The FDA claims its recent announcement that it will overhaul its approval process for medical devices is completely unrelated to a recent investigation conducted by the International Consortium of Investigative Journalists (ICIJ), which found that over 80,000 people have died, and more than 1.7 million people have suffered injuries due to complications from medical devices over the past 10 years just in the United States.
The FDA claims it was unaware of the ICIJ investigation, which was conducted over a one-year period, until early October 2018. The FDA first announced its intention to overhaul the medical device approval process in April 2018.
In July 2018, a documentary was also released on Netflix called The Bleeding Edge, which examines the medical device approval process.
Whether all of this prompted the FDA to reexamine its procedures is irrelevant. People are suffering and even dying unnecessarily, so the fact the FDA has agreed something needs to change is the matter at hand today.
Many Medical Devices Aren’t Even Tested
The FDA currently requires new Class III medical devices to obtain pre-market approval prior to going on the market and being used. Class III medical devices are defined as those that directly support human life. Essentially, anything that’s put into the human body, like implants, hip and knee replacements, and pacemakers, are considered life supporting and are classified as Class III devices.
Pre-market approval is the FDA’s most stringent requirement. However, there is a gaping loophole: the substantially equivalent exception.
Also known as a 510(k) (referring to the section allowing for a substantially equivalent exception) approval, the substantially equivalent exception allows a medical device manufacturer to simply show that its new device is substantially equivalent to one that has already received approval and is on the market. This allows manufacturers to bypass the pre-market approval process, which includes scientific testing, in order to get their devices in the hands of doctors as quickly as possible.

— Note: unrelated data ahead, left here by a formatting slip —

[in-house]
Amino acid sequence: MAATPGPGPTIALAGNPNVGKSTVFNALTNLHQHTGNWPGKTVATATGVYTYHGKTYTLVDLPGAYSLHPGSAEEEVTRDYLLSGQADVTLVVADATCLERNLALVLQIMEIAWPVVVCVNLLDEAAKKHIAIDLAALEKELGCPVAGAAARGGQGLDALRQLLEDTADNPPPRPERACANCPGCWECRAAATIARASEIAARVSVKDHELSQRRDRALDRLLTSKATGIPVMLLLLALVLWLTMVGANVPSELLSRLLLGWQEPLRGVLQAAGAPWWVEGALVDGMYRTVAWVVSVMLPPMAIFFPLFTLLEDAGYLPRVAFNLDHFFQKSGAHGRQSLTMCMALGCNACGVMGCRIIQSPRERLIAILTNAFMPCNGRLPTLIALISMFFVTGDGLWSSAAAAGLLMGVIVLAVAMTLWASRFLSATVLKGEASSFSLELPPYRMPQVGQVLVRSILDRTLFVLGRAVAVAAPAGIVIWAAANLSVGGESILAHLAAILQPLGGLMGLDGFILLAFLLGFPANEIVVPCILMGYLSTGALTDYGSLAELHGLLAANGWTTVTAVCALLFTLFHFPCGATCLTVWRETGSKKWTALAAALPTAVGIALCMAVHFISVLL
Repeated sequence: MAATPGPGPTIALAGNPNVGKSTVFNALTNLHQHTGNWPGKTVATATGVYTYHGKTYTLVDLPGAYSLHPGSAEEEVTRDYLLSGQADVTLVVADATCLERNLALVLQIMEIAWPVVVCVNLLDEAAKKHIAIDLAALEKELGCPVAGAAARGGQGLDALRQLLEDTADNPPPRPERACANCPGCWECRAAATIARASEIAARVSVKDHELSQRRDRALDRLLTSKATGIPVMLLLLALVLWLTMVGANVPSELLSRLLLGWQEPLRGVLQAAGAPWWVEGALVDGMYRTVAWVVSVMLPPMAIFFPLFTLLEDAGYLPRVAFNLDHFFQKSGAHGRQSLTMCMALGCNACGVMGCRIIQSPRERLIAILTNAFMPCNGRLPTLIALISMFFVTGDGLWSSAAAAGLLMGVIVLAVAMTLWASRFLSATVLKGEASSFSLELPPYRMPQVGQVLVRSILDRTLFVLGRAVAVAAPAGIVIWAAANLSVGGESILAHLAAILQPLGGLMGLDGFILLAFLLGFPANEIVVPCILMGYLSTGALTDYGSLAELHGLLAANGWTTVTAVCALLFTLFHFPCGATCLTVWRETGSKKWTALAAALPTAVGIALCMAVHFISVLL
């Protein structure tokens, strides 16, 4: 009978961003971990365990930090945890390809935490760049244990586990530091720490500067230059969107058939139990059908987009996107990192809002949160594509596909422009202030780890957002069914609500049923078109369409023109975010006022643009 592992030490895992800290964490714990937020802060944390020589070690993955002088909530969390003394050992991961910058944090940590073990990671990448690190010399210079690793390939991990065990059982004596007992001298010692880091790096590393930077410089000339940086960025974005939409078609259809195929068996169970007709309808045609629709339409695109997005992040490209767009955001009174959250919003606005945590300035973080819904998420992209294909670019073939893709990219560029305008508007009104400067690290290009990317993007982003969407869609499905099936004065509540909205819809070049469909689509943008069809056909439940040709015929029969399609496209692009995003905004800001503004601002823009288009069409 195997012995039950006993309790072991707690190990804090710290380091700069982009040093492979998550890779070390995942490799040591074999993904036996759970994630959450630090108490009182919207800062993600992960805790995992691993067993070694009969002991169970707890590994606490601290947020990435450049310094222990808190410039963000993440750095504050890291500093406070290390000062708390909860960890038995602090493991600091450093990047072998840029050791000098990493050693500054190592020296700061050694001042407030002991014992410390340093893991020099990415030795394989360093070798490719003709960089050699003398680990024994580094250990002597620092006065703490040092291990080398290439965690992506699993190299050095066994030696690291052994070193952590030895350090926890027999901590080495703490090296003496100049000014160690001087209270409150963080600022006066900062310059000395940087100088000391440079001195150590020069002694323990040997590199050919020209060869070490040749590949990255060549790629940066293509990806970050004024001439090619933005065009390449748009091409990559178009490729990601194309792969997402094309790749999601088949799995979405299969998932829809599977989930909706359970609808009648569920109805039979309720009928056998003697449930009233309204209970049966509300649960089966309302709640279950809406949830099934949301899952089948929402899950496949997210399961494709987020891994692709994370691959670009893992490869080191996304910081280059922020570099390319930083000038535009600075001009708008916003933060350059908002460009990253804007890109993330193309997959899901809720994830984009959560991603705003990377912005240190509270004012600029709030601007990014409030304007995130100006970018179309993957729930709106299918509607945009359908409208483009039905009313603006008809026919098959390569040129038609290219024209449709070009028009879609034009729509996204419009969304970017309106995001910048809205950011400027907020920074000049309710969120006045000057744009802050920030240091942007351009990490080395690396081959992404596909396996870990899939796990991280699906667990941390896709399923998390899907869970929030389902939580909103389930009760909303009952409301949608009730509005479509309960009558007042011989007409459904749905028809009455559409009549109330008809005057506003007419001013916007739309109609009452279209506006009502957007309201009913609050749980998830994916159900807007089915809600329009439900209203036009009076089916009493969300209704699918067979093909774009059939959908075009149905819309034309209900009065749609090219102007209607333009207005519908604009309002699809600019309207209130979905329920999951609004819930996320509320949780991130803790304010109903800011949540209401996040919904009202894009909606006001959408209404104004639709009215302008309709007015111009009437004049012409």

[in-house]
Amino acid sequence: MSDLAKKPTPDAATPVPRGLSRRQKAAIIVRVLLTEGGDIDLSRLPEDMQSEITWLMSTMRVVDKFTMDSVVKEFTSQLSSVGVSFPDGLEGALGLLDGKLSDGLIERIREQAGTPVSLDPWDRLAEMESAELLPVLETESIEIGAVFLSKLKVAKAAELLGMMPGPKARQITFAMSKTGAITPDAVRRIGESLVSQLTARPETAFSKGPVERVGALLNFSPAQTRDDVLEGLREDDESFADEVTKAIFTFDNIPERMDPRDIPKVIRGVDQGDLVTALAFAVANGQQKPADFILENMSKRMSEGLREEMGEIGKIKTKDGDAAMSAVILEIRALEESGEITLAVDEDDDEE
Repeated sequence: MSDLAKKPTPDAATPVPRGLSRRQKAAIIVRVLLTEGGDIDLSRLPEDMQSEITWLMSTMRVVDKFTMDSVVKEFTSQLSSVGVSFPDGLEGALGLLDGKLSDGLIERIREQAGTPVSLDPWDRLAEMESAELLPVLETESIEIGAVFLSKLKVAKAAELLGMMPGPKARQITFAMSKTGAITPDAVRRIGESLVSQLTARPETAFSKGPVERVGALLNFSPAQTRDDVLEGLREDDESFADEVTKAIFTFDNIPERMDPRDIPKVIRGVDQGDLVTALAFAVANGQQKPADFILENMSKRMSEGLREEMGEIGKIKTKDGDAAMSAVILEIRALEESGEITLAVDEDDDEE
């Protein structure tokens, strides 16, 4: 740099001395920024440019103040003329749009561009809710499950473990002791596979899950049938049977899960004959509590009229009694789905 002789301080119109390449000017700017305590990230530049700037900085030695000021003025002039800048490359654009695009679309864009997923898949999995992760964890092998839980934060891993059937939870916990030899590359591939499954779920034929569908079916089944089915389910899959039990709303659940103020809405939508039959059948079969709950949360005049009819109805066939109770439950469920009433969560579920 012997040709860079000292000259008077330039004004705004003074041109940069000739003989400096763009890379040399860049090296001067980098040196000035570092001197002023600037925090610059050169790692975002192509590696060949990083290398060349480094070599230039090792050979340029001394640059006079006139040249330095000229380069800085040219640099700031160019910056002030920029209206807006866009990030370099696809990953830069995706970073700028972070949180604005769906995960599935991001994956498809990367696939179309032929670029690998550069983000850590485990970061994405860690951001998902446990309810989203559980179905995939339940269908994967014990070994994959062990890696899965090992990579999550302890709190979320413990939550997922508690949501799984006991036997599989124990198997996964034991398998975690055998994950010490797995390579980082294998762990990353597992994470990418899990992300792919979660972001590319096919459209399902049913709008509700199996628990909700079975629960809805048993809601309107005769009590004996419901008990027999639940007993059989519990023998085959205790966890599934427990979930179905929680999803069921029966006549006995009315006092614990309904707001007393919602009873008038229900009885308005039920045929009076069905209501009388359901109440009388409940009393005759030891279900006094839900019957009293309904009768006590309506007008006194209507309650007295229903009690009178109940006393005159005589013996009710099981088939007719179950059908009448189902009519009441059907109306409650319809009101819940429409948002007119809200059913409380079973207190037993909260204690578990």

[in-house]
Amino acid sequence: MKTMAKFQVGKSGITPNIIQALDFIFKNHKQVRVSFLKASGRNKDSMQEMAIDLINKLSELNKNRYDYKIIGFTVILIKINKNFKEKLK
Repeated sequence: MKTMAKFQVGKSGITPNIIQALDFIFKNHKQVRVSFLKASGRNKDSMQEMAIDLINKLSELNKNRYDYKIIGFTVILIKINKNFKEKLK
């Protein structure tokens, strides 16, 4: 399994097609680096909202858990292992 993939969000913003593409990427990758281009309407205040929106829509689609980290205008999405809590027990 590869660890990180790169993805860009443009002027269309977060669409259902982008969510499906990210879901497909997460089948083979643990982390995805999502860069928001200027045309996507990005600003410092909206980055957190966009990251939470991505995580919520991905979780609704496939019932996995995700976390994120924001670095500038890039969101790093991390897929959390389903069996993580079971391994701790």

Proponents of this exception will tell you that this allows for innovation to thrive in the industry, which saves lives. However, the lack of scientific testing may have resulted in thousands of deaths and millions of injuries.
Deaths and Injuries
Two major causes of injuries and deaths are breast implants and spinal cord stimulators.
Let’s start with breast implants. In 1992, the FDA banned the use of silicone gel breast implants after the implants starting rupturing and releasing silicone into women’s bodies. In 2006, however, the FDA lifted its ban after a relentless lobbying effort by manufacturers.
Another issue, however, is that the FDA previously allowed manufacturers to categorize breast implant ruptures as “routine events,” and thus did not require they report them publicly.
In 2017, the FDA’s reporting requirements changed, and the number of injuries reported due to breast implants skyrocketed. According to the ICIJ’s investigation, under 200 breast implant injuries were reported prior to 2016, but in just the first six months of 2018, 8,242 injuries were reported. Most medical professionals claim that the number of injuries never actually increased, but that the problems were there all along and the reporting requirements of the FDA allowed them to go unnoticed.
Spinal Cord Stimulators
Spinal cord stimulators are devices that are implanted near the spine and use electric currents to block the pain signals being sent from the spine to the brain.
Jim Taft is a 45-year-old man who lives in West Columbia, South Carolina. He suffered nerve damage in his right arm, which caused immense pain. His doctor recommended a spinal cord stimulator. It wouldn’t cure the damage to his arm, but it would prevent him feeling the pain and make him “good as new.”
Needless to say, Taft was elated at the thought of returning to a somewhat normal life. However, soon after his stimulator was implanted, it started shocking him so frequently he couldn’t sleep at night. He was then scheduled for a follow up surgery to repair the device, but that didn’t work either. Jim Taft now suffers from so much pain due to his faulty device and all the procedures he’s needed to address it, that he is bed bound, barely able to make it to the restroom.
The ICIJ’s investigation concluded that spinal cord stimulators accounted for over 500 deaths since 2008, according to the FDA’s own data. Medical professionals warn that they are far more dangerous that anyone realizes. They have caused patients to be burned, can shock a person so fiercely it causes nerve damage in the spine, and have even caused paraplegia.
In addition to unsafe implants and spinal cord stimulators, insulin pumps and metal hip replacements have also resulted in remarkably high injury and death reports.
Medical devices are less regulated than pharmaceuticals. Let that sink in for a moment. Foreign devices that we permanently introduce into our bodies with the hopes of providing relief from disease or injury receive less oversight than a pill we ingest and can stop taking immediately if a recall is announced. Regardless of what sparked the FDA’s recent agreement to overhaul their processes, it’s long overdue.